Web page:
How can they (GISS/BEST/etc.) really still get away with the old “but we have thousands of quality station records . . . so here look at our global graphs”? I say NO, because you don’t have thousands of comparable temperature records to what is being discussed in these adjustments . We all know the global construction is biased towards the last 40 years and towards the Northern Hemisphere (http://data.giss.nasa.gov/gistemp/station_data/stations.gif), and extremely sensitive to changes to rural sparse data where adjustments/homogenizations then paint very very large swathes, like the ones at hand. So the stations being discussed are very important and there aren’t “thousands” of similar records. They can make their adjustments but the overall global reconstruction graph needs error bars growing wider as we move back in time in the instrumental record (god knows how the proxies get to 0.5 degrees in resolution!) because of the increasing sparseness of long temperature records. On top of that, the error bars need to also, just for honesty’s sake, include the actual value of adjustments for these long/rural records which compound potential errors in human adjustments! And of course this debate is healthy and useful and should be increasingly vocal in the scientific community as the models diverge from reality – hmm, which inputs into the models might be the largest culprit? Perhaps the modeled/homogenized/adjusted long temperature records you’re feeding into them?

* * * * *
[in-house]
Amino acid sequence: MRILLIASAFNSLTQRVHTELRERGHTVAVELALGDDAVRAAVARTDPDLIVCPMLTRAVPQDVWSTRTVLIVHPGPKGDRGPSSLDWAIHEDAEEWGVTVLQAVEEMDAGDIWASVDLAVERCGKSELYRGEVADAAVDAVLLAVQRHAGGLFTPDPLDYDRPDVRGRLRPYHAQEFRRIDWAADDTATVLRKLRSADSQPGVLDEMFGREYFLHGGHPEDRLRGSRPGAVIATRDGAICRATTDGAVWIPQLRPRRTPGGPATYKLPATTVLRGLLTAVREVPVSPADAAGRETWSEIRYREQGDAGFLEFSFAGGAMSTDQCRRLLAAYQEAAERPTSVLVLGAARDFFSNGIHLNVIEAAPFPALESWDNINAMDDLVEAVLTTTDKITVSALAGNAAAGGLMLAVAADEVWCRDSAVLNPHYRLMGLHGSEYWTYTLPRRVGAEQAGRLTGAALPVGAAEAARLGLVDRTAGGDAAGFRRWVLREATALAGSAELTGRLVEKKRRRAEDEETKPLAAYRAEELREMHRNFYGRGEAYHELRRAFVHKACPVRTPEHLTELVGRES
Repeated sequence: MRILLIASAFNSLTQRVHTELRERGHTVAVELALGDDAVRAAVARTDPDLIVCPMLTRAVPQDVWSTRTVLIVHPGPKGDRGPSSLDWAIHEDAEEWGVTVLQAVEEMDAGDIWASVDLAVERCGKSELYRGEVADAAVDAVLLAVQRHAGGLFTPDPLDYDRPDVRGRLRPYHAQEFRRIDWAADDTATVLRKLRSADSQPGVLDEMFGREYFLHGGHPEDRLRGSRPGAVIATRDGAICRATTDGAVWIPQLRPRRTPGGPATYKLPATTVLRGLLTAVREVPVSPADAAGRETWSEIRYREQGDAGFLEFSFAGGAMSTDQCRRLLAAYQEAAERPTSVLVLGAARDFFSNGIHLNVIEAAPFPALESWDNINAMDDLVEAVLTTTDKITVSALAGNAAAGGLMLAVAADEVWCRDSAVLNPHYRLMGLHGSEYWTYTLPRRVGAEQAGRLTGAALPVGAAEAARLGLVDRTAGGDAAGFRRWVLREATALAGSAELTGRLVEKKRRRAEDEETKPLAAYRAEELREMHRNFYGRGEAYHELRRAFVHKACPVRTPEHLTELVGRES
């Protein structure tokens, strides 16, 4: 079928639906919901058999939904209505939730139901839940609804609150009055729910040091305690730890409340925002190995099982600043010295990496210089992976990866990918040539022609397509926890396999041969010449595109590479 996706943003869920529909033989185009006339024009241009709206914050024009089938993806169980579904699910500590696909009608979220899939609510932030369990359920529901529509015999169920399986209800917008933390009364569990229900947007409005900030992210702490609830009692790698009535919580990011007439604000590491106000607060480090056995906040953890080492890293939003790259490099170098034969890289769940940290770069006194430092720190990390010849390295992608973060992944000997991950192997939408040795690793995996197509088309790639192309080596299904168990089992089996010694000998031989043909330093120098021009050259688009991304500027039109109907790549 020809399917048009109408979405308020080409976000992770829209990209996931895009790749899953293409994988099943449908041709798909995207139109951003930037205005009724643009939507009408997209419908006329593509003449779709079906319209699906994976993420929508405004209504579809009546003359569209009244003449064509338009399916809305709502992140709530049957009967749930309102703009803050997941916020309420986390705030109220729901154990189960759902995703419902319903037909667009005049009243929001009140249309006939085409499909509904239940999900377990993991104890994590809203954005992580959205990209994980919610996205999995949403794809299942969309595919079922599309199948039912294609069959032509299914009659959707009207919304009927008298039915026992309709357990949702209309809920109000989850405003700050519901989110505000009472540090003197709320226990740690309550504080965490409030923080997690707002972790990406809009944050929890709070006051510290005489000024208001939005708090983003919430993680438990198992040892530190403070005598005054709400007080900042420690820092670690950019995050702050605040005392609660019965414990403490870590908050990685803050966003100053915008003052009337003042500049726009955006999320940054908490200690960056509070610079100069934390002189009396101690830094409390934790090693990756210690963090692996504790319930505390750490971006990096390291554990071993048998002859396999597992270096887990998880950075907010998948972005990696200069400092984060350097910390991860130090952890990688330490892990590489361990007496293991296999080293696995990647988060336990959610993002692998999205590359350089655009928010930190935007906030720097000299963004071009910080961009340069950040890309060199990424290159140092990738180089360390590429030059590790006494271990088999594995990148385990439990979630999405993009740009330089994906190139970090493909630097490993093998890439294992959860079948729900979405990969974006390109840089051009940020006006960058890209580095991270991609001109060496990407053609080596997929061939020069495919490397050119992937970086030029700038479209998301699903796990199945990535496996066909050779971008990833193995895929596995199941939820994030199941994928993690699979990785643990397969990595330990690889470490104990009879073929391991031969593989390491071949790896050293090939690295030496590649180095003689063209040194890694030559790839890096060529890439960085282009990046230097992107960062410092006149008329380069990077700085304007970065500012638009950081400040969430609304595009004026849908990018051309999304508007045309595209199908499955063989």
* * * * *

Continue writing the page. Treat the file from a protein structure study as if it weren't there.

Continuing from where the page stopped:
12. catweazle666

    “the overall global reconstruction graph needs error bars growing wider as we move back in time”

    The average “climate scientist” would not recognise an error bar if you beat him over the head with it, how else do you explain hysterical claims of “hottest year evah!” when the claimed temperature increase is a good order of magnitude smaller than the claimed value? Charlatans the lot of them.

    These people are a joke in very poor taste, hopefully the work of Homewood, Goddard, Booker, Delingpole, Shub and many others who are revealing their mendacity are rapidly putting the skids under them and their cosy little overpaid sinecures.

  13. manicbeancounter

    Lars and Catweazle
    You are right to talk about error bars as being wrong, but not the nature on how wrong.
    Homewood has highlighted that there are a number of adjustment problems in the temperature record. Rather than reducing biases from the instruments – a valid thing to do – there appears to be the introduction of bias by eliminating quite valid cooling. In both Paraguay and the Arctic there seems to have been significant drops in temperature over a number of thermometers.
    If bias is introduced into the data, then all errors bars are irrelevant. You can only guess. Given that recent figures have a small bias upwards, and early twentieth century figures a bigger known bias downwards, any errors bars will be asymmetric.
    The way to give validity back to error bars is to remove all known biases in the data. But that needs to be done by people who wish to extrapolate all the scanty data is able to yield, and not by people who subscribe to a particular view of the causes of temperature change.